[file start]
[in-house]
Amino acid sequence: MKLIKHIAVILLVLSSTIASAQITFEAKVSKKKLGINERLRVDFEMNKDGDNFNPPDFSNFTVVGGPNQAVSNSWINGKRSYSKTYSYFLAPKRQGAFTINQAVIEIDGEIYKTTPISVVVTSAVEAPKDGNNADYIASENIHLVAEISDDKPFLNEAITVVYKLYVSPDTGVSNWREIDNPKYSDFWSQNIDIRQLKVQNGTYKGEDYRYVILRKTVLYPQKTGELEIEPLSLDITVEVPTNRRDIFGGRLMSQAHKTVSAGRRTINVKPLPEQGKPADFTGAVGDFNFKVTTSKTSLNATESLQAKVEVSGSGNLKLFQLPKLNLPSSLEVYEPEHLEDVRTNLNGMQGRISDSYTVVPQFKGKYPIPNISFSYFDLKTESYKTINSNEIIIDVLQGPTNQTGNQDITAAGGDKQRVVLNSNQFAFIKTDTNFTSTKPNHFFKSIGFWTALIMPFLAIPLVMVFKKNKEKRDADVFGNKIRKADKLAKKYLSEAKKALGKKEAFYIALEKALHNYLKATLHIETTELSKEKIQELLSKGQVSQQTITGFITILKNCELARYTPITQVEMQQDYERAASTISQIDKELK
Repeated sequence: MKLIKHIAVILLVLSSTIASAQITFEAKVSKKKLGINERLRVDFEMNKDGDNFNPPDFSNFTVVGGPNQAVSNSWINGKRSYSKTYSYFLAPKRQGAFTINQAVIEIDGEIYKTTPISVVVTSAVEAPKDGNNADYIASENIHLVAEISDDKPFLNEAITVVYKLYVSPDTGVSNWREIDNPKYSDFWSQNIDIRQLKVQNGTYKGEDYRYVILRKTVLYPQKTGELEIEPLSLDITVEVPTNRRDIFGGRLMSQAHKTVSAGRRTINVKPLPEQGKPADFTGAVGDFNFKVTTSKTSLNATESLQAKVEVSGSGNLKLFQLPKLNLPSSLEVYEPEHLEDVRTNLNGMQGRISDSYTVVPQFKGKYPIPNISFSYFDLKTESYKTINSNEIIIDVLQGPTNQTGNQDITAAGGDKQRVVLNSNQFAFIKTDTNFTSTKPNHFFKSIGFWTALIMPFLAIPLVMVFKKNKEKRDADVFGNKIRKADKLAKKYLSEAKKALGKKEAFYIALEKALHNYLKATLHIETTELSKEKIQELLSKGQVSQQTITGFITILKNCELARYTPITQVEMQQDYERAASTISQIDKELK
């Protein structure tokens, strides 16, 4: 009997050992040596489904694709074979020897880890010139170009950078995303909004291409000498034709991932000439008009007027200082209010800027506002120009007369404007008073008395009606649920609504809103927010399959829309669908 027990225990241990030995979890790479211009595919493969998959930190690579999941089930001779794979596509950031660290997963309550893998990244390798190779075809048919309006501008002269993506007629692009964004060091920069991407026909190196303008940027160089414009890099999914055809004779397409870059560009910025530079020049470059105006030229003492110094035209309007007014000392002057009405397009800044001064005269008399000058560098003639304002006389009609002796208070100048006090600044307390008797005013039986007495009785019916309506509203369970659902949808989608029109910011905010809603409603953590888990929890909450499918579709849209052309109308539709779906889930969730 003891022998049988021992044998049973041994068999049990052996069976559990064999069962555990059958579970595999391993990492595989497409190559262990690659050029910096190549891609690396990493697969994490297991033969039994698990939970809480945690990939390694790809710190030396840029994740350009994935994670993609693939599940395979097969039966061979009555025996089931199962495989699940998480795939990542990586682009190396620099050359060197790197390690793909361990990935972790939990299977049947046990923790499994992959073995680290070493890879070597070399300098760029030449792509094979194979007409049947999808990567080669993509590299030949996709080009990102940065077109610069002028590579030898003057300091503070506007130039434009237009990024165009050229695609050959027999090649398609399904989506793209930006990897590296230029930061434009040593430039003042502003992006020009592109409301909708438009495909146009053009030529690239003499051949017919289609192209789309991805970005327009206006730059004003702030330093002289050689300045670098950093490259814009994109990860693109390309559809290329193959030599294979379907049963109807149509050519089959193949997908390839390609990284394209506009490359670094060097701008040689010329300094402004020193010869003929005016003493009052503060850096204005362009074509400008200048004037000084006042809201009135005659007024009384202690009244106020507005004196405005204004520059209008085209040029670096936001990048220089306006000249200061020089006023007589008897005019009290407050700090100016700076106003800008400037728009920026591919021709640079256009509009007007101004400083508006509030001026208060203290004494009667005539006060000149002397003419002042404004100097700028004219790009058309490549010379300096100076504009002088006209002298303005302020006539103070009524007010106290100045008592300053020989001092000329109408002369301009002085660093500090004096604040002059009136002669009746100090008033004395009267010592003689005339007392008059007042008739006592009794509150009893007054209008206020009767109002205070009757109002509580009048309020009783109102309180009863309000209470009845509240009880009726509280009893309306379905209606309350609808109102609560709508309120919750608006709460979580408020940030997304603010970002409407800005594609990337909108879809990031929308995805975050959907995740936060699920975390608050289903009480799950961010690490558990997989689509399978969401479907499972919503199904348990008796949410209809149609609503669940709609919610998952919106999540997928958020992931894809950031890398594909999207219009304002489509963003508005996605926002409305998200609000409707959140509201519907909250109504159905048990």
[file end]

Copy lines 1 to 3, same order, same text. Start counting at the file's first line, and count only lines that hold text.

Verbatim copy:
[in-house]
Amino acid sequence: MKLIKHIAVILLVLSSTIASAQITFEAKVSKKKLGINERLRVDFEMNKDGDNFNPPDFSNFTVVGGPNQAVSNSWINGKRSYSKTYSYFLAPKRQGAFTINQAVIEIDGEIYKTTPISVVVTSAVEAPKDGNNADYIASENIHLVAEISDDKPFLNEAITVVYKLYVSPDTGVSNWREIDNPKYSDFWSQNIDIRQLKVQNGTYKGEDYRYVILRKTVLYPQKTGELEIEPLSLDITVEVPTNRRDIFGGRLMSQAHKTVSAGRRTINVKPLPEQGKPADFTGAVGDFNFKVTTSKTSLNATESLQAKVEVSGSGNLKLFQLPKLNLPSSLEVYEPEHLEDVRTNLNGMQGRISDSYTVVPQFKGKYPIPNISFSYFDLKTESYKTINSNEIIIDVLQGPTNQTGNQDITAAGGDKQRVVLNSNQFAFIKTDTNFTSTKPNHFFKSIGFWTALIMPFLAIPLVMVFKKNKEKRDADVFGNKIRKADKLAKKYLSEAKKALGKKEAFYIALEKALHNYLKATLHIETTELSKEKIQELLSKGQVSQQTITGFITILKNCELARYTPITQVEMQQDYERAASTISQIDKELK
Repeated sequence: MKLIKHIAVILLVLSSTIASAQITFEAKVSKKKLGINERLRVDFEMNKDGDNFNPPDFSNFTVVGGPNQAVSNSWINGKRSYSKTYSYFLAPKRQGAFTINQAVIEIDGEIYKTTPISVVVTSAVEAPKDGNNADYIASENIHLVAEISDDKPFLNEAITVVYKLYVSPDTGVSNWREIDNPKYSDFWSQNIDIRQLKVQNGTYKGEDYRYVILRKTVLYPQKTGELEIEPLSLDITVEVPTNRRDIFGGRLMSQAHKTVSAGRRTINVKPLPEQGKPADFTGAVGDFNFKVTTSKTSLNATESLQAKVEVSGSGNLKLFQLPKLNLPSSLEVYEPEHLEDVRTNLNGMQGRISDSYTVVPQFKGKYPIPNISFSYFDLKTESYKTINSNEIIIDVLQGPTNQTGNQDITAAGGDKQRVVLNSNQFAFIKTDTNFTSTKPNHFFKSIGFWTALIMPFLAIPLVMVFKKNKEKRDADVFGNKIRKADKLAKKYLSEAKKALGKKEAFYIALEKALHNYLKATLHIETTELSKEKIQELLSKGQVSQQTITGFITILKNCELARYTPITQVEMQQDYERAASTISQIDKELK